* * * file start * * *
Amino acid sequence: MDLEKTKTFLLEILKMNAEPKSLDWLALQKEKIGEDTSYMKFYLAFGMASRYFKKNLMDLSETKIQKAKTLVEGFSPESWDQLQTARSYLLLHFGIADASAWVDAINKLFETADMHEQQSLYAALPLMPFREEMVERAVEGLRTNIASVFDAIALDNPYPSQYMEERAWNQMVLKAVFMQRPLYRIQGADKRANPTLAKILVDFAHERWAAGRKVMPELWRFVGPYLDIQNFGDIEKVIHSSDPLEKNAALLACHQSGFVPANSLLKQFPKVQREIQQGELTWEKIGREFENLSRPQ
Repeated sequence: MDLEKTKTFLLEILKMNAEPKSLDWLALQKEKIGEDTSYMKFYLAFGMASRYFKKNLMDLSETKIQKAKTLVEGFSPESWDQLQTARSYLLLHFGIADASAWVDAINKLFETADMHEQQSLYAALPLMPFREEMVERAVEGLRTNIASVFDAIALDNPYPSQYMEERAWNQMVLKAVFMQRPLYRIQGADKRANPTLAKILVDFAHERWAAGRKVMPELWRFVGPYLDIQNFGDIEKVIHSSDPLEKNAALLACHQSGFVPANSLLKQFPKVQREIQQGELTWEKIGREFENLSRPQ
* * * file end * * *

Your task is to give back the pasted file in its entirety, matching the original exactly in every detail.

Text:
Amino acid sequence: MDLEKTKTFLLEILKMNAEPKSLDWLALQKEKIGEDTSYMKFYLAFGMASRYFKKNLMDLSETKIQKAKTLVEGFSPESWDQLQTARSYLLLHFGIADASAWVDAINKLFETADMHEQQSLYAALPLMPFREEMVERAVEGLRTNIASVFDAIALDNPYPSQYMEERAWNQMVLKAVFMQRPLYRIQGADKRANPTLAKILVDFAHERWAAGRKVMPELWRFVGPYLDIQNFGDIEKVIHSSDPLEKNAALLACHQSGFVPANSLLKQFPKVQREIQQGELTWEKIGREFENLSRPQ
Repeated sequence: MDLEKTKTFLLEILKMNAEPKSLDWLALQKEKIGEDTSYMKFYLAFGMASRYFKKNLMDLSETKIQKAKTLVEGFSPESWDQLQTARSYLLLHFGIADASAWVDAINKLFETADMHEQQSLYAALPLMPFREEMVERAVEGLRTNIASVFDAIALDNPYPSQYMEERAWNQMVLKAVFMQRPLYRIQGADKRANPTLAKILVDFAHERWAAGRKVMPELWRFVGPYLDIQNFGDIEKVIHSSDPLEKNAALLACHQSGFVPANSLLKQFPKVQREIQQGELTWEKIGREFENLSRPQ